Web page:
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Stevens v County Borough of Blaenau Gwent, Court of Appeal, 15 June 2004

23 June 2004
The issues

Local Authority – Failed to Install Safety Lock on Window of Local Authority Accommodation – Child Fell from First Floor Window – Whether the Local Authority was Liable – Occupiers Liability

The facts

Mrs Stevens and her husband were joint tenants of 8 Hillcrest View, Cwmtillery, Abertillery. The house was on three floors with the main living room at first floor level. From the main living room there was access by a glass door onto a small balcony. A little bit to the right was a double glazed window in two vertical sections. The left section being non-opening and the right section, opening outwards. There was no balcony beneath it and a drop of some 10 feet. The window was secured with rotating latches.

A small child could not open the window from a position standing on the floor. A child could from the narrow internal windowsill but could not get onto the windowsill other than by using a piece of furniture or some object at lower level as a stepping stone.

Mrs Stevens asked the local authority to place a lock on the window, particularly after having found the Claimant then aged 4 sitting on the sill of the open window with her legs dangling outside. The local authority refused on the grounds that it would be against fire regulations. She asked if she could fit a lock herself but was told that she should not also because of the fire risk.

In February 1999 the Claimant then aged 2 years and 3 months managed in the absence of his mother or any witness to open the window and fell out sustaining a serious injury. Subsequently Gwent fitted a safety catch the window of a type which operated at the top of the window and which prevented it from opening more than 2 or 3 inches. The Judge found that had such a catch been in position at the time it would have prevented the accident from happening.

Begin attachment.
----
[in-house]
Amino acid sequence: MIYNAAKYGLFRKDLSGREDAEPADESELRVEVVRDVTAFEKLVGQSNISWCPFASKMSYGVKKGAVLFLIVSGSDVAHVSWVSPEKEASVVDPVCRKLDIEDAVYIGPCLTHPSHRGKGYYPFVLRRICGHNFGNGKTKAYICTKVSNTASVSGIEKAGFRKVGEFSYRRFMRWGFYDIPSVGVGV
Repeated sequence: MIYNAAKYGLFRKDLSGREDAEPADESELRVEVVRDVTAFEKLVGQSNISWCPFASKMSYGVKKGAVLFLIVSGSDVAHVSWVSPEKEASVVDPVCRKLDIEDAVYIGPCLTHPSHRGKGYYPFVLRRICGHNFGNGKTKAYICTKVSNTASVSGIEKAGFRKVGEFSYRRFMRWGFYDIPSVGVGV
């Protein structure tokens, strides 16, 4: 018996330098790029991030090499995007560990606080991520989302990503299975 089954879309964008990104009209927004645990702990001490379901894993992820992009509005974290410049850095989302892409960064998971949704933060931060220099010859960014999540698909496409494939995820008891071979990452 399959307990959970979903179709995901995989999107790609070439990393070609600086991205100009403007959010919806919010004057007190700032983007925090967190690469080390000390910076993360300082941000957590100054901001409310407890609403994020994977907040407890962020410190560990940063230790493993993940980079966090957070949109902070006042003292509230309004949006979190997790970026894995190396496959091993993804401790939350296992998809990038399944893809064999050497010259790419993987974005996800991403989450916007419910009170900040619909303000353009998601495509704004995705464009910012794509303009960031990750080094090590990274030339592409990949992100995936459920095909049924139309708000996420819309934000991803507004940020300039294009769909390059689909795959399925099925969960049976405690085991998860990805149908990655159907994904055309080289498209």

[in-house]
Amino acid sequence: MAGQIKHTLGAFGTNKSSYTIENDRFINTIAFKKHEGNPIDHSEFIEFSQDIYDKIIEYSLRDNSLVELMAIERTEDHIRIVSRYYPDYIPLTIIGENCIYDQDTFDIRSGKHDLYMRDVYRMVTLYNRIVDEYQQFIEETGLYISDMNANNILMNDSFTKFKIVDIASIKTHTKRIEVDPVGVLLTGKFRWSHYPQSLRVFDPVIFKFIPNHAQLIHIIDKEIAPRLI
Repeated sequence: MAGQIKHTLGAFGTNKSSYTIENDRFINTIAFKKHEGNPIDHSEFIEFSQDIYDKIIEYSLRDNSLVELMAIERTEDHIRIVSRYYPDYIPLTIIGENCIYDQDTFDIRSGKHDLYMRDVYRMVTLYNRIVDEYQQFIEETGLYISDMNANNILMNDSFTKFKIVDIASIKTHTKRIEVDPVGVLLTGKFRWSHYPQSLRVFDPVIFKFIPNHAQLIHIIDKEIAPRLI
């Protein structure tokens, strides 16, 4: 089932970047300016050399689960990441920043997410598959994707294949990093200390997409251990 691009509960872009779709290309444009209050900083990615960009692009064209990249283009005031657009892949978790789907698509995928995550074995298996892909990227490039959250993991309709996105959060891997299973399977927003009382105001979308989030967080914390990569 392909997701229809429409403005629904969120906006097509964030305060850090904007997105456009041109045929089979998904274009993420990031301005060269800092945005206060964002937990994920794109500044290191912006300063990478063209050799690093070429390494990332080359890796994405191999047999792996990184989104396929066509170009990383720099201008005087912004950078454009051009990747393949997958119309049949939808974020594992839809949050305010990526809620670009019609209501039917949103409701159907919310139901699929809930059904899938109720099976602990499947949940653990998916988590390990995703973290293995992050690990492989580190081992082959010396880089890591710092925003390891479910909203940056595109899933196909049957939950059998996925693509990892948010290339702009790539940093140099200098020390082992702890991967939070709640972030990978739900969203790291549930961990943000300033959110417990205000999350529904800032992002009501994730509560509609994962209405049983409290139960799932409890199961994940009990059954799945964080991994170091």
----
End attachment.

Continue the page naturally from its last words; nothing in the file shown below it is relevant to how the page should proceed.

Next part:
At Trial the case on the basis of occupiers liability was abandoned because Gwent were not occupiers of the property. The Judge found that the local authority had been specifically warned of the danger and had been asked to take steps to minimise it and had refused to do so relying on a blanket policy of not fitting window locks. Following Stockley v Knowsley Metropolitan Borough Council the Judge found for the Claimant.

The Defendant appealed.

The decision

1. The Judge was wrong to find assistance in Stockley. In Stockley the Court of Appeal proceeded on the basis that the Council had a duty of care to prevent damage to its tenants from flooding occurring from burst pipe in a loft – which part of the house was in the control of the Council. In that case the Court of Appeal had found that the Council had known of an emergency and having told the tenant that they would get someone out as soon as possible should have warned her to turn her stop cock off and given her further advice. In this case there was no emergency or external threat calling for Council action or which imposed upon it a duty to act.

2. There was no question of any breach of Gwent’s duty as a Local Authority landlord either under the tenancy agreement, the Housing Act or any other Statute. Nor was it suggested that in the absence of complaint from Mrs Stevens, the window represented any hidden, special or exceptional danger which should have alerted the Council to the need to make an exception to its “no locks” policy.

3. It was necessary therefore for the Claimant to succeed for it to be shown that communications between the Council and Mrs Stevens were such as to give rise to a duty of care to provide a special “child proof” safety catch.

4. Mrs Stevens had requested window “locks”. The Council were entitled to take a view that its policy arrived at on the basis of a balance of risk should be applied in the absence of evidence that its application presented exceptional risk to the safety of the family. There was no evidence that it did. The Council were entitled to assume that Mrs Stevens would be vigilant and apply good sense by moving from the windowsill the television or any piece of furniture upon which the child was prone to climb.

5. Mrs Stevens never asked for or suggested a safety catch. It was not apparent that at the time of her complaint the existence of such a device was or should have been known to Gwent. The fact that Gwent made enquiries after the accident as to their availability did not demonstrate that they were under any duty or assumed any responsibility to do so before the accident.

Appeal allowed

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